Threadfin shad, gizzard shad, blueback herring and even bream are all on the menu for these hard-fighting game fish.
After dark, use a medium-heavy to heavy rod spooled with 14-to 20-pound test line. Use long jerkbaits like a Bomber Long A, SPRO McStick 115 or a Cordell Redfin.
Once you find where the fish are located, then the action can be non-stop. Cast these plugs to the shore and use a slow-steady retrieve and hold on. It is amazing to me how hard a striper will hit these lures and not get hooked.
We usually catch over 10 fish on a good night, but get just as many or more strikes that do no hook up. This action keeps anglers excited and makes for a great outing.
During the day, the fish tend to move out a little away from shore where they can be caught with live blueback herring or other live bait fish.
The native gizzard shad on Lake Lanier are often more than a pound. They make a great meal for striper. You can use a cast net to catch these gizzards. Some stores carry them at certain times of year. Fish these blueback and gizzard shad on flat lines or planner boards.
Move the boat as slow as possible. Other bait fish like trout, herring and store-bought shiners will also entice some strikes.
There are still a good amount of gulls and loons out on the lake, so watch for these birds as they will give away the best areas. Use your electronics to confirm the presence of fish. Cast bucktails to any fish that are schooling on the surface.
Crappie fishing is awesome.
They are moving shallow where bank anglers can catch them well. Shoot the docks or troll small jigs on very light line. Troll these same jigs on spider rigs or lake rakes. These terms are just referring to a boat with many poles and lines.
You can stagger your set up with short rods in the back of the boat and larger poles in the front.
The crappie are also biting well around bridges with small jigs or just a bobber with a small split shoot and a crappie minnow.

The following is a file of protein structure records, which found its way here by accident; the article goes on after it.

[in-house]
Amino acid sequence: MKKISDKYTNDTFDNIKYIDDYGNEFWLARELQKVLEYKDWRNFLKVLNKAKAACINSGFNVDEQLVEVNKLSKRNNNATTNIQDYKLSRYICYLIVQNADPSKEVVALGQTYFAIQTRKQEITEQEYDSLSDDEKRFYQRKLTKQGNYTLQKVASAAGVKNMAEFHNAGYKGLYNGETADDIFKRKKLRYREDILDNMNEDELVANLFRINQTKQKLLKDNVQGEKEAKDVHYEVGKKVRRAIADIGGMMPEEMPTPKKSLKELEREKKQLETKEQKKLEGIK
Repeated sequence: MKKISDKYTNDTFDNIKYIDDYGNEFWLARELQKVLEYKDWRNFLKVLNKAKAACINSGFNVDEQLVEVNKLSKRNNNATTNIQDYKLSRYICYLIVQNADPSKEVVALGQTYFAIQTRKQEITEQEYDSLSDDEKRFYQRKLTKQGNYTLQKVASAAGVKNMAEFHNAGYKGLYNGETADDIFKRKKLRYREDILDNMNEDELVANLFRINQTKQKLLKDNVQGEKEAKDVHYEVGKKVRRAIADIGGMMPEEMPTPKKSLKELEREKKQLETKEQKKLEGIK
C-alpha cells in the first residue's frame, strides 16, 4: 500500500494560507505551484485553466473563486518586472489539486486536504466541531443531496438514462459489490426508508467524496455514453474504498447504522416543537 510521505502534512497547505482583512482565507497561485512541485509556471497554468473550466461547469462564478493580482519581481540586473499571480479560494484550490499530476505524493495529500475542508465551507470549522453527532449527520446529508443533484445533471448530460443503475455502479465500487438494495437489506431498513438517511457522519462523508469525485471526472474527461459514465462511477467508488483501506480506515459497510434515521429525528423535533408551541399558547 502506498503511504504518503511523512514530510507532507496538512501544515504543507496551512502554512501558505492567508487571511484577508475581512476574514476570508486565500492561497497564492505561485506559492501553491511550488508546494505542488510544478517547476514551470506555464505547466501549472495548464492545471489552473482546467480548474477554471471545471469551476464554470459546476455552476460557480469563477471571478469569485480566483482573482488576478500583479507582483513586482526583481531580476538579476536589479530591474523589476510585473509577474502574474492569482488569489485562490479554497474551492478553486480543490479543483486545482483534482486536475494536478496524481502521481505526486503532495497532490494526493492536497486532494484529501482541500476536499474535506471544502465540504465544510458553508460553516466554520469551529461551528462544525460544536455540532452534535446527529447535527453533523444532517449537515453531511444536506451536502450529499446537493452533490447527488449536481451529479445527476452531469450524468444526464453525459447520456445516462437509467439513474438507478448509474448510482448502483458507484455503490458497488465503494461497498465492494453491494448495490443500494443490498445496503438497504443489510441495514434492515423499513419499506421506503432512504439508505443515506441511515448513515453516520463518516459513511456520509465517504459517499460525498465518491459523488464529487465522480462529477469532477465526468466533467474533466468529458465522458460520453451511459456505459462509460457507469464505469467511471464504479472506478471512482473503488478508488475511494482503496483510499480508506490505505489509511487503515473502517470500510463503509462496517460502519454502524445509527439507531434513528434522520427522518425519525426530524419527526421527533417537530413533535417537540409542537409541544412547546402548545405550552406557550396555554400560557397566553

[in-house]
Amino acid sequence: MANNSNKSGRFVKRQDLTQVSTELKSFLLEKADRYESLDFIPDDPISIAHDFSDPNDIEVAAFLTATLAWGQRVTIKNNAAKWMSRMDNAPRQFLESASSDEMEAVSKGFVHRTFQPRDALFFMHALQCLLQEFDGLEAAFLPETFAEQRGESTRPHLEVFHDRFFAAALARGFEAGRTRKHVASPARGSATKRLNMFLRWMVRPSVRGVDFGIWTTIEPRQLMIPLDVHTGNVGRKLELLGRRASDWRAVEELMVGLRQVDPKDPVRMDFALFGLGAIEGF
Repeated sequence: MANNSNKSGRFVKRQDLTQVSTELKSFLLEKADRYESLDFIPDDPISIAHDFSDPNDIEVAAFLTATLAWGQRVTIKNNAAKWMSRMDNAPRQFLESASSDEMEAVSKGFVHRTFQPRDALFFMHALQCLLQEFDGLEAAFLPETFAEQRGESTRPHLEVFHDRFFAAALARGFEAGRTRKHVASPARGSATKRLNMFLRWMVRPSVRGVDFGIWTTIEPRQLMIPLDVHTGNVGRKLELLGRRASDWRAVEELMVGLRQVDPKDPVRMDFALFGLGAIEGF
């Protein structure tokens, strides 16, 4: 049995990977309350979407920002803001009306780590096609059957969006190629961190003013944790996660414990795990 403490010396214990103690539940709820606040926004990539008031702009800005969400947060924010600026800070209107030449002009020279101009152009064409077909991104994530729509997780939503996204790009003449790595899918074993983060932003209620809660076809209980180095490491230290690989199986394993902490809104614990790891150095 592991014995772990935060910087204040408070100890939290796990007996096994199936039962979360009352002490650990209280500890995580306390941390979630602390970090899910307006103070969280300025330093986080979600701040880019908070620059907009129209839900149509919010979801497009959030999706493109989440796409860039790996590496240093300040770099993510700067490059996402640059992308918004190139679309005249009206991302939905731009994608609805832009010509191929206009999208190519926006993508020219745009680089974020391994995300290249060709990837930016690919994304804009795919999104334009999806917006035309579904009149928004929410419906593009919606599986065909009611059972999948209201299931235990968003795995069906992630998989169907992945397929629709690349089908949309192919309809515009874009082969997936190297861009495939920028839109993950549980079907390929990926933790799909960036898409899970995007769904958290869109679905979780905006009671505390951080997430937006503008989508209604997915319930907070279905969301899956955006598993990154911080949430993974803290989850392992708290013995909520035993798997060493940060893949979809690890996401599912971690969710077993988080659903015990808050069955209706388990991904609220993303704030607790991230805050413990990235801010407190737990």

Set it a couple of feet below the bobber. This same set-up is working after dark. Set out a light and watch as it attracts the shad. No matter what method you use, make sure to use a light-action rod with the lightest line possible.
Trout: The Department of Natural Resources has continued with their stocking efforts in the Chattahoochee River, along with the rivers and creeks in the mountains.
Newly released trout are very catchable, so check with the DNR and see what streams or rivers have been stocked recently.
Newly-stocked areas are great places to bring the kids.
Trout continue to strike natural baits as well as artificial lures. There are many options to us for live bait. Worms, corn, power nuggets and even crickets work well. Make sure the area you are fishing does not allow live bait.
Roster tails, Rapalas, and Yo Suri Pinns Minnows are all great choices, if you use a spinning reel.
Fly fishing has also been great. Use wet flies early in the morning and keep some dry flies ready to match some of the small insects that congregate on warmer days.
Bank fishing: Like mentioned last week, the fish are starting to move shallow. There is one species that is coveted most and that is crappie. These tasty fish are pretty easy to catch and they are great to eat.
Look for the bridges, docks or rip rap (rocks) midway back into the creeks as these areas will hold large schools of crappie.
Cast a bobber with a live minnow out around the pilings and secure your fishing poles. Crappie usually won’t pull too hard, but there are other fish in Lake Lanier that are more than capable of stealing your fishing poles. You can cast small jigs or even a Rooster Tail in these same areas.
Eric Aldrich is an outdoor writer, marketing specialist and bass angler. Reports are based on personal experience and permission from a close network of friends. Contact him at firstname.lastname@example.org or visit his website at aldrichfishing.com.